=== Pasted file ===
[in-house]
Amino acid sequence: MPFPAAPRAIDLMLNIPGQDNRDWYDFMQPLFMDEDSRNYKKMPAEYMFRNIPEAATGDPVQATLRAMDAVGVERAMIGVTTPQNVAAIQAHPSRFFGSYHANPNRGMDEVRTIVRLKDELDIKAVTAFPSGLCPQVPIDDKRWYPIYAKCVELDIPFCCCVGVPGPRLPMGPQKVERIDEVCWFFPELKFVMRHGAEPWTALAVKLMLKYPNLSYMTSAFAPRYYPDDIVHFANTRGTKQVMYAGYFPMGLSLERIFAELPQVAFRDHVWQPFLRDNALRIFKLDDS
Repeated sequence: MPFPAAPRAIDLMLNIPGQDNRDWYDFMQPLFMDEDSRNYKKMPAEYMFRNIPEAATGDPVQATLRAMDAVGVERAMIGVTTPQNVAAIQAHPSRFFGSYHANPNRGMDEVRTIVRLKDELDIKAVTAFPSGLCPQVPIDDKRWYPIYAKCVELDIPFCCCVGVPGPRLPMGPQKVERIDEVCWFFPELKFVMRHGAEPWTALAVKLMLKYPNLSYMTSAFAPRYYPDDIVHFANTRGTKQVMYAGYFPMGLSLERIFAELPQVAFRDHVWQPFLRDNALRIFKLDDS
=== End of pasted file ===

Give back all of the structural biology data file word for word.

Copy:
[in-house]
Amino acid sequence: MPFPAAPRAIDLMLNIPGQDNRDWYDFMQPLFMDEDSRNYKKMPAEYMFRNIPEAATGDPVQATLRAMDAVGVERAMIGVTTPQNVAAIQAHPSRFFGSYHANPNRGMDEVRTIVRLKDELDIKAVTAFPSGLCPQVPIDDKRWYPIYAKCVELDIPFCCCVGVPGPRLPMGPQKVERIDEVCWFFPELKFVMRHGAEPWTALAVKLMLKYPNLSYMTSAFAPRYYPDDIVHFANTRGTKQVMYAGYFPMGLSLERIFAELPQVAFRDHVWQPFLRDNALRIFKLDDS
Repeated sequence: MPFPAAPRAIDLMLNIPGQDNRDWYDFMQPLFMDEDSRNYKKMPAEYMFRNIPEAATGDPVQATLRAMDAVGVERAMIGVTTPQNVAAIQAHPSRFFGSYHANPNRGMDEVRTIVRLKDELDIKAVTAFPSGLCPQVPIDDKRWYPIYAKCVELDIPFCCCVGVPGPRLPMGPQKVERIDEVCWFFPELKFVMRHGAEPWTALAVKLMLKYPNLSYMTSAFAPRYYPDDIVHFANTRGTKQVMYAGYFPMGLSLERIFAELPQVAFRDHVWQPFLRDNALRIFKLDDS